3 Rules to Break to Make Museums Fun for Kids!

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3 Rules to Break to Make Museums Fun for Kids! Charleston MomsDoes taking your child to a quiet museum filled with breakable, valuable, and inanimate artifacts seem like a bad idea? I get it—as a new mom, I can be hesitant to take my child to the grocery store.

The truth is, there are so many good reasons to visit museums with your children. I was lucky enough to work with museums, theaters, and festivals for over ten years. I saw firsthand how a new experience could spark a child’s creativity and curiosity. So even though it can be scary, visiting museums regularly can help your child become a critical thinker and lifelong learner. 

Lucky for us, Charleston has no shortage of artistic, historical, and cultural institutions! You might already be familiar with the Children’s Museum of the Lowcountry or the South Carolina Aquarium, but if you’re looking to explore artwork from the Charleston Renaissance at the Gibbes Museum, or satisfy your inner history buff at The Charleston Museum, you CAN (and should!) take the kids!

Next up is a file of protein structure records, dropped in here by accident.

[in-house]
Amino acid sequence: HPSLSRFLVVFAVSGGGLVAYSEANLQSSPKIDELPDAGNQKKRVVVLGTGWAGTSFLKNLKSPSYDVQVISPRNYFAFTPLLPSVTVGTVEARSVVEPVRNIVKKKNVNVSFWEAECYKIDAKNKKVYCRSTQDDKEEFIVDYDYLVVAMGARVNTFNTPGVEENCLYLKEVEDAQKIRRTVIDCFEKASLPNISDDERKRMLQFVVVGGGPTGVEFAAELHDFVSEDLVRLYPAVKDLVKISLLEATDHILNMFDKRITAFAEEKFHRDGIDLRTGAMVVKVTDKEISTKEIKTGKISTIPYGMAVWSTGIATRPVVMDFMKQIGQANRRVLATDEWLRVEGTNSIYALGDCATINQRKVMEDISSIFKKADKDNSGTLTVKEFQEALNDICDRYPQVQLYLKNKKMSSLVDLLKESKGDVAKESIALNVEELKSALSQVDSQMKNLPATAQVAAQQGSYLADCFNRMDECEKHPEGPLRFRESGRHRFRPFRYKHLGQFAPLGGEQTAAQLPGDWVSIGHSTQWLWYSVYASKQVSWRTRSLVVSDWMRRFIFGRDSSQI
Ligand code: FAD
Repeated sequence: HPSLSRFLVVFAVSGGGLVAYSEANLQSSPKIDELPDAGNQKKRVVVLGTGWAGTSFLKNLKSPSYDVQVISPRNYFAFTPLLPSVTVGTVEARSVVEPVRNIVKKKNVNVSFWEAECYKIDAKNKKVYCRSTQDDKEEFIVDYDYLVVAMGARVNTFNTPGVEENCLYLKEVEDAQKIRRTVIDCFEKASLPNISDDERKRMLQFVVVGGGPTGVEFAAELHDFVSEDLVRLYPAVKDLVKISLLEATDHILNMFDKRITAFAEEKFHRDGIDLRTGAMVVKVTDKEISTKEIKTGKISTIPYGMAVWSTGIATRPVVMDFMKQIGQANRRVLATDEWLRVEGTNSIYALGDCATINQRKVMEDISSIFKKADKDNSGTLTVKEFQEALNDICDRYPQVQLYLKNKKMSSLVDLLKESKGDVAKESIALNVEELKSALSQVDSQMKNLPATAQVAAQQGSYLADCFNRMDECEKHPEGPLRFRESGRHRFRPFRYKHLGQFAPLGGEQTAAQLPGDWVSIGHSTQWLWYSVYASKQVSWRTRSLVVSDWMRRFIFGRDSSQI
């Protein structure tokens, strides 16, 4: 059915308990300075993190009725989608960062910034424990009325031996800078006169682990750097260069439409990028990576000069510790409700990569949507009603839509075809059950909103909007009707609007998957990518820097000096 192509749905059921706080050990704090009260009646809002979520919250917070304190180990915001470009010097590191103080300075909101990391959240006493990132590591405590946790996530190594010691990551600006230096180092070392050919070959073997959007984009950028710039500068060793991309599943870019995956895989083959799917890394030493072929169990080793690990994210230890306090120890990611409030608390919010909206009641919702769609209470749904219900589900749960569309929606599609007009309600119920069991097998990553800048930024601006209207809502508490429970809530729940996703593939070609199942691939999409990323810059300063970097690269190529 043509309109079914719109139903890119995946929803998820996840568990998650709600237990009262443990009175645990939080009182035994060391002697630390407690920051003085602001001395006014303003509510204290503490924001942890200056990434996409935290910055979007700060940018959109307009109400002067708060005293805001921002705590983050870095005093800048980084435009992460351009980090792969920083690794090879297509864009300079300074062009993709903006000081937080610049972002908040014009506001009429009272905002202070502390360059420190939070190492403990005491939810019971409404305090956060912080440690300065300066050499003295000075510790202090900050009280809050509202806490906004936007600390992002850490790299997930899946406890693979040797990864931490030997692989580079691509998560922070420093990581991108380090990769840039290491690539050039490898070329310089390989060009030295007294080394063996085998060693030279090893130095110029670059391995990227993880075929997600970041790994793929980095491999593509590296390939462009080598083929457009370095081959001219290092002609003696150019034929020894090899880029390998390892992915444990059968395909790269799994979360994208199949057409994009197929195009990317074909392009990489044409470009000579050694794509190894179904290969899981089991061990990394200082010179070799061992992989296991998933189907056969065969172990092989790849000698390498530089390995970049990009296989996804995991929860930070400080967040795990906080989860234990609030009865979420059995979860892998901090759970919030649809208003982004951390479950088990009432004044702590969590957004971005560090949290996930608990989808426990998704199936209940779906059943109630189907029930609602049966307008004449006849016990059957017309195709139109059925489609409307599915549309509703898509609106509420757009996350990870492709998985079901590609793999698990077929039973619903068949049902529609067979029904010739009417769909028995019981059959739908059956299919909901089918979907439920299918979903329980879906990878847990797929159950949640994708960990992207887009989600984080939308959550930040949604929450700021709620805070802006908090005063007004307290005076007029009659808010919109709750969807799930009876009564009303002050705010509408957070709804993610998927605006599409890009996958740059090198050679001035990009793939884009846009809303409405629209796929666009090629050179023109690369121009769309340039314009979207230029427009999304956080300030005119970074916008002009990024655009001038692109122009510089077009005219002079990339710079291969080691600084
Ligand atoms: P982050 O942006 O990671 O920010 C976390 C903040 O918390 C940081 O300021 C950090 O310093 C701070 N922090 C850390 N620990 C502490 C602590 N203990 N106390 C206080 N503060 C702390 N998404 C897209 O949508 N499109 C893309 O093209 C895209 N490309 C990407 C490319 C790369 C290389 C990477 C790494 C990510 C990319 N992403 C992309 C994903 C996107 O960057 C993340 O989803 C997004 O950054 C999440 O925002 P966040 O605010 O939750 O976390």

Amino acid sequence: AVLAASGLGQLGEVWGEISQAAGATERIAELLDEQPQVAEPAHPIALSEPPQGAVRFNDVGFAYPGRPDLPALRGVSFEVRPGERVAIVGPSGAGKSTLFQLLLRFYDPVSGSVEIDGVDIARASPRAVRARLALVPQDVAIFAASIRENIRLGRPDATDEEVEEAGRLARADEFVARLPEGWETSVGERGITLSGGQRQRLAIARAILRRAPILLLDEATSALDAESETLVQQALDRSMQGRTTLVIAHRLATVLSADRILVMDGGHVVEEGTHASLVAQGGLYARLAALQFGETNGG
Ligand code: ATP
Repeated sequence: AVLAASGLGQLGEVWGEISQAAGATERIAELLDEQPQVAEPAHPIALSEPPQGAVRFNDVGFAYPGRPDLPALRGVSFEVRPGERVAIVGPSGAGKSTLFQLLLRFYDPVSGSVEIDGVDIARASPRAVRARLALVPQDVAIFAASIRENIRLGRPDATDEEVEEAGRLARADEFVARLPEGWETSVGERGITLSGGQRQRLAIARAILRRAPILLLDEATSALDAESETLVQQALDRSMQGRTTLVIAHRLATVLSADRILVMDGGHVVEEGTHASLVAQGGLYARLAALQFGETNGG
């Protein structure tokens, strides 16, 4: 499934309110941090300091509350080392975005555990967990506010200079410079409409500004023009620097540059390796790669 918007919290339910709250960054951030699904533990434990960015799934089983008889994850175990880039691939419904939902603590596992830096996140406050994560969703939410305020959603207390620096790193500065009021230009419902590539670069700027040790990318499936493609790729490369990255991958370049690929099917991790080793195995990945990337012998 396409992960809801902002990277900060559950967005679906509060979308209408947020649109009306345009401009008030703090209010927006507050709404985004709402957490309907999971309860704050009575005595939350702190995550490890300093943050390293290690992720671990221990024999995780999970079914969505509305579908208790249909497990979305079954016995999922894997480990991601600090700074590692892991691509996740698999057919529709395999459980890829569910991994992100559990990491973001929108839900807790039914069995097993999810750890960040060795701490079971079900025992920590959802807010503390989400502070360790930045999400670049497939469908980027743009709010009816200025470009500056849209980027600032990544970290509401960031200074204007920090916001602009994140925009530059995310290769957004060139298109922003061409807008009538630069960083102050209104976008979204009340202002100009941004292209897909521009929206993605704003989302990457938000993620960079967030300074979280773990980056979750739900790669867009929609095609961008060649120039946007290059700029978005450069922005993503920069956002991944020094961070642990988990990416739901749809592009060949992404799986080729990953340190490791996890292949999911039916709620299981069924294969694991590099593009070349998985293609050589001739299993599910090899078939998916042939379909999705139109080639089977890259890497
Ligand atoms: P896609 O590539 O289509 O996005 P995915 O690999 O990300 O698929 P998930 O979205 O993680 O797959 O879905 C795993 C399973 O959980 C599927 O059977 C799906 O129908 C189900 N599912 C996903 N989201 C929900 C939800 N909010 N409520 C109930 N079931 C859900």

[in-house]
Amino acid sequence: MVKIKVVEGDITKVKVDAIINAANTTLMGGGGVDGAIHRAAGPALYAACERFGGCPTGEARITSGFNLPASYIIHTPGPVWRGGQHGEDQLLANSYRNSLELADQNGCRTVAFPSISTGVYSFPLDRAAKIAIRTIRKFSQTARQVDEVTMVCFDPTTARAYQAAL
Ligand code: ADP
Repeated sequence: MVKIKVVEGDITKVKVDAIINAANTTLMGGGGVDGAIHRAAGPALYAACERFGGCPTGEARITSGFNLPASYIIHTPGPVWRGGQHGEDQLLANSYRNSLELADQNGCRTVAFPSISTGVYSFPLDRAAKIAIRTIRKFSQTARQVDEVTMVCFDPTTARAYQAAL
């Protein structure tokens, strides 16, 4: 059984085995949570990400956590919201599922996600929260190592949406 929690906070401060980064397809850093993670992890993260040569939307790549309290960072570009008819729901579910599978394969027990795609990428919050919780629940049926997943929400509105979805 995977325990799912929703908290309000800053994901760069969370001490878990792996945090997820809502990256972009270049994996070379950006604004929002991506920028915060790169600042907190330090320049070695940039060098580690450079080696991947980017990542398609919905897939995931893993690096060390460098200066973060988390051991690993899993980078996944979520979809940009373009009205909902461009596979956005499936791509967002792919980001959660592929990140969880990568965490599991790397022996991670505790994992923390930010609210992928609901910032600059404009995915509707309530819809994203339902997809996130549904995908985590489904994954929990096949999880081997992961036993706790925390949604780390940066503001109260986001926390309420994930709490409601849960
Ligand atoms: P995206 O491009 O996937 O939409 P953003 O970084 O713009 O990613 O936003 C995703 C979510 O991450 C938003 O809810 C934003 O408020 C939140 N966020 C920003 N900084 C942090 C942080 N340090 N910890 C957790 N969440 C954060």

Now I’d be lying if I promised your children would be peacefully and quietly strolling the galleries by your side—your museum trip will be different with children.

In fact, there are a few classic museum rules, you want to break to make the most of your museum experience with kids. And don’t worry, it’s allowed.

Rule #1: No Photos Take Fun Photos and Celebrate #MuseumSelfie Day!

Traditionally, museums don’t allow photography—ironically, all I can recall from a visit to The Uffizi Gallery in Italy in high school was a gallery attendant yelling “No photo, no photo”—but thankfully that’s all changing. Many museums are now allowing photography for personal use in many of their exhibits.

Taking photos is a great way to engage your little ones in the exhibits around them and document the memories you’ll create together during your visit!

In fact, there is a holiday dedicated to just that. #MuseumSelfie Day, which falls on January 15th this year, was created by London mom, Mar Dixon, in 2014 after she visited museums with her daughter. To participate, visit a museum, take an awesome selfie, and post it to Instagram or Twitter using the hashtag #MuseumSelfie.

Even if it’s not #MuseumSelfie Day, you can still have fun with photos! Photograph your child copying a pose from an interesting sculpture, painting, or better yet, giving their meanest Megalodon impression next to a giant cast of Megalodon jaws!